injuries and damage to property through reckless imprudence. RTC found the accused guilty and this Decision was affirmed by the CA. Issue: WON the action of petitioner, Rogelio Engada, was the proximate cause of the collision Held: Yes. Records show that Iran swerved to the left only to avoid petitioners pick-up, which was already on a head to head position going against Irans Tamaraw jeepney immediately before the vehicles collided. We note that petitioner admitted his Isuzu pick-up intruded into the lane of the Tamaraw jeepney. Its head was towards the direction of Barotac Nuevo and the rear tires were just a few inches beyond the center of the lane. Moving backwards facing Barotac Nuevo, at two arms length away from the pick-up, Witness Alobin also saw a tire mark, 12 inches long and located at the left side of the center line going to the right side. The above circumstance corroborates the testimony of both Seyan and Iran that, immediately before the collision, the pick-up was not on its proper lane but on the other lane (the left lane rather than the right) directly on collision course with the Tamaraw jeepney. It is a settled rule that a driver abandoning his proper lane for the purpose of overtaking another vehicle in an ordinary situation has the duty to see to it that the road is clear and he should not proceed if he cannot do so in safety. This rule is consistent with Section 41, paragraph (a) of R.A. 4136 as amended, otherwise known as The Land Transportation and Traffic Code, which provides: Sec. 41. Restrictions on overtaking and passing. (a) The driver of a vehicle shall not drive to the left side of the center line of a highway in overtaking or passing another vehicle proceeding in the same direction, unless such left side is clearly visible and is free of oncoming traffic for a sufficient distance ahead to permit such overtaking or passing to be made in safety. For failing to observe the duty of diligence and care imposed on drivers of vehicles abandoning their lane, petitioner must be held liable.

ROGELIO ENGADA, petitioner, vs. HON. COURT OF APPEALS, Former Fourteenth Division, Manila, and PEOPLE OF THE PHILIPPINES, respondents. [G.R. No. 140698. June 20, 2003] Facts: Edwin Iran

was driving a Toyota Tamaraw jeepney bound for Iloilo City. On board was Sheila Seyan, the registered owner of the Tamaraw. While traversing the road along Barangay Acquit, Barotac Nuevo, the Tamaraw passengers allegedly saw from the opposite direction a speeding Isuzu pickup, driven by petitioner Rogelio Engada. When it was just a few meters away from the Tamaraw, the Isuzu pick-ups right signal light flashed, at the same time, it swerved to its left, encroaching upon the lane of the Tamaraw and headed towards a head-on collision course with it. Iran swerved to his left but the pick-up also swerved to its right. Thus, the pick-up collided with the Tamaraw, hitting the latter at its right front passenger side. The impact caused the head and chassis of the Tamaraw to separate from its body. Seyan was thrown out of the Tamaraw and landed on a ricefield. The pick-up stopped diagonally astride the center of the road. Seyan and Iran were brought to Barotac Nuevo Medicare Hospital. Seyans medical certificate revealed that she suffered a fracture on the right femur, lacerated wound on the right foot, multiple contusions, abrasions, blunt abdominal injury, and lacerations of the upper-lower pole of the right kidney. A case was filed against petitioner charging him with serious physical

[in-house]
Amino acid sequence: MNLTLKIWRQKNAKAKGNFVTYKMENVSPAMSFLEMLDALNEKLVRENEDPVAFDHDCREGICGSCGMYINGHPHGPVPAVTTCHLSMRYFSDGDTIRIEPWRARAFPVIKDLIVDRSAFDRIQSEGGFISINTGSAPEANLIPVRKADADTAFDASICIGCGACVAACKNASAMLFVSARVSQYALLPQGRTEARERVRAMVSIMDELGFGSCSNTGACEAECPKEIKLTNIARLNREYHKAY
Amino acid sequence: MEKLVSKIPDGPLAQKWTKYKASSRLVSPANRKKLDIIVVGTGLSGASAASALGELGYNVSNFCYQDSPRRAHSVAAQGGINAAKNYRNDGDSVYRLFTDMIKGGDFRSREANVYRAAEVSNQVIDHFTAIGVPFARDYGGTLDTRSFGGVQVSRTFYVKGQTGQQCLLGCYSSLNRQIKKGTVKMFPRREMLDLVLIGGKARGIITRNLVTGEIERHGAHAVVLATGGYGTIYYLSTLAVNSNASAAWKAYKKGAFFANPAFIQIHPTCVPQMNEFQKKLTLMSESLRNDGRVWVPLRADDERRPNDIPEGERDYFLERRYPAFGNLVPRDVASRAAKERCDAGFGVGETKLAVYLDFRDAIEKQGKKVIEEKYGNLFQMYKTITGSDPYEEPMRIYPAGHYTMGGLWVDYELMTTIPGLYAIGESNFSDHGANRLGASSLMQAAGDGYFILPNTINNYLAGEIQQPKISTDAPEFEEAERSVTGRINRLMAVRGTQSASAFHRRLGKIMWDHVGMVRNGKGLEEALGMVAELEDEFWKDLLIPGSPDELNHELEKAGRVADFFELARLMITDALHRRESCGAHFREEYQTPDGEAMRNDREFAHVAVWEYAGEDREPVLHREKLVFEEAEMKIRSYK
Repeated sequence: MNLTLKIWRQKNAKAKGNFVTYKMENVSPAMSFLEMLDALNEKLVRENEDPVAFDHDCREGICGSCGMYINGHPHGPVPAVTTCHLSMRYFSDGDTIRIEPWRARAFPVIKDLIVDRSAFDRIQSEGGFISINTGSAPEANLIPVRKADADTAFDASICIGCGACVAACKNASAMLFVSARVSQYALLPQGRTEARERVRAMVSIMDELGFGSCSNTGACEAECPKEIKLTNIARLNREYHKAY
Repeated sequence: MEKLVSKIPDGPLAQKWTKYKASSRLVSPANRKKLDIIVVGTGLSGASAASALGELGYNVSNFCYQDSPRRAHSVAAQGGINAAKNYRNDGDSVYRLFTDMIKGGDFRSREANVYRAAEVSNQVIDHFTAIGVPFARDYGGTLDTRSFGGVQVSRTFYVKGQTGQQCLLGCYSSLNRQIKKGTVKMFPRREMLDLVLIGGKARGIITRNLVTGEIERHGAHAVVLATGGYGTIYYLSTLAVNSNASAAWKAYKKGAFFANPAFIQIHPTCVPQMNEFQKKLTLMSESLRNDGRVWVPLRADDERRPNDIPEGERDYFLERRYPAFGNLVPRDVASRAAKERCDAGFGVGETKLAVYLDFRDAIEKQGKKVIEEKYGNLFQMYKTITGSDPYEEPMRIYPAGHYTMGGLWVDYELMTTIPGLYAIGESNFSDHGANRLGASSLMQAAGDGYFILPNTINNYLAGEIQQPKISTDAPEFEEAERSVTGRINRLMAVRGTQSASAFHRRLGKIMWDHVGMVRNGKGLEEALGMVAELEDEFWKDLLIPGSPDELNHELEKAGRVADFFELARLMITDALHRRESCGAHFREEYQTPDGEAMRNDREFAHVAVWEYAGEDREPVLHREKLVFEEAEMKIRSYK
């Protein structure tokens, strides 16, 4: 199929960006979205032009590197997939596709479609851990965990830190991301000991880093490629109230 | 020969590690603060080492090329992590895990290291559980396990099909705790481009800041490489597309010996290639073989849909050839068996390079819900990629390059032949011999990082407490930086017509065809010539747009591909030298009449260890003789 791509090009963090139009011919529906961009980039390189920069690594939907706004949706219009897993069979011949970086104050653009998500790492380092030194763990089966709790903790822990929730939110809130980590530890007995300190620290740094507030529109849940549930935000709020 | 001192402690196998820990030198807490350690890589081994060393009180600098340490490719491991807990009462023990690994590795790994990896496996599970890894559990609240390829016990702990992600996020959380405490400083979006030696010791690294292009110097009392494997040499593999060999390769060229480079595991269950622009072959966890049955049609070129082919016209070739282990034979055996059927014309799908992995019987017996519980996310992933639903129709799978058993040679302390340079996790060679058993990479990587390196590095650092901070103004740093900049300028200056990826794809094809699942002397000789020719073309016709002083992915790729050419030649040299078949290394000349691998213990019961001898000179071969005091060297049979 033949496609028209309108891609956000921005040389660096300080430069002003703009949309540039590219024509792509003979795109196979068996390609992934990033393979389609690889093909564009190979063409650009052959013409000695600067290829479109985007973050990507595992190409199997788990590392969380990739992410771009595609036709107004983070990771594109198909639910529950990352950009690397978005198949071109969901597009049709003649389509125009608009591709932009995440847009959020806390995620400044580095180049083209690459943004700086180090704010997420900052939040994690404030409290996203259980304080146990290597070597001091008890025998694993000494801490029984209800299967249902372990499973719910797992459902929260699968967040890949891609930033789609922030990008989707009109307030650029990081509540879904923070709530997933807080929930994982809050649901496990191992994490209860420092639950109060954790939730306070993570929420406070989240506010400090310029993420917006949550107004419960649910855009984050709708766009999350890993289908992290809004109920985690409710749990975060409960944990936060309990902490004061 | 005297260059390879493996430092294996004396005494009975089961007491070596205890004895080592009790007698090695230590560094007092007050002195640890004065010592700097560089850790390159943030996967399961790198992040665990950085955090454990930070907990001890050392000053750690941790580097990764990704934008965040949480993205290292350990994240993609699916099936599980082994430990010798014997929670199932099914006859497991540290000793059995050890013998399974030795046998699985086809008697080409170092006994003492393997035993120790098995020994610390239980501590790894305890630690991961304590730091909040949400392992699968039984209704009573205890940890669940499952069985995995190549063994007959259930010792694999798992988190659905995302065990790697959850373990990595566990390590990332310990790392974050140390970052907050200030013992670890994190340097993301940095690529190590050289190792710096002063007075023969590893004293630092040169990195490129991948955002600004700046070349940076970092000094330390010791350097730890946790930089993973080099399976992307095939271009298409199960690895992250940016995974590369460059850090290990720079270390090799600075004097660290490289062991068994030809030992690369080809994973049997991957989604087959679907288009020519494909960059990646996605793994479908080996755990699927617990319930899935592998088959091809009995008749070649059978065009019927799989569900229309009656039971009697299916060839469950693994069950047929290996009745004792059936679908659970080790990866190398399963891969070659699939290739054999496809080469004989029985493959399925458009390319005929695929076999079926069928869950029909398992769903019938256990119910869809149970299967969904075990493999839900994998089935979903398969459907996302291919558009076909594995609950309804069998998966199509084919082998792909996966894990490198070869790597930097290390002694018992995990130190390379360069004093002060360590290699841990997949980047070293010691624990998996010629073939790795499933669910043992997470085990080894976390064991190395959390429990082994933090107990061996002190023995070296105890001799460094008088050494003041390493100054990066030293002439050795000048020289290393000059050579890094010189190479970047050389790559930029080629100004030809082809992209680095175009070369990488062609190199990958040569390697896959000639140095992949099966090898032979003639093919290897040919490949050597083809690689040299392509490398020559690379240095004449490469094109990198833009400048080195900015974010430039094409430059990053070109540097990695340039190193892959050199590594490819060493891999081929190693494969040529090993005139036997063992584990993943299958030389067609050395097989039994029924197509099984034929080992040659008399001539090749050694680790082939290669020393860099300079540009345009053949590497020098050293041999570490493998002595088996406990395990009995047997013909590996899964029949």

Iran could not be faulted when in his attempt to avoid the pick-up, he swerved to his left. Petitioners acts had put Iran in an emergency situation which forced him to act quickly. An individual who suddenly finds himself in a situation of danger and is required to act without much time to consider the best means that may be adopted to avoid the impending danger, is not guilty of negligence if he fails to undertake what subsequently and upon reflection may appear to be a better solution, unless the emergency was brought by his own negligence. The doctrine of last clear chance is not applicable. This doctrine states that a person who has the last clear chance or opportunity of avoiding an accident, notwithstanding the negligent acts of his opponent, is considered in law solely responsible for the consequences of the accident. What has been shown is the presence of an emergency and the proper application of the Emergency Rule. Petitioners act of swerving to the Tamaraws lane at a distance of 30 meters from it and driving the Isuzu pick-up at a fast speed as it approached the Tamaraw, denied Iran time and opportunity to ponder the situation at all. There was no clear chance to speak of. He was sentenced to pay Seyan the amount of P51,000.00 for the total destruction of the Toyota Tamaraw Jeepney andP110,000.00 for indemnification of hospital and medical expenses, and to pay the cost of the suit.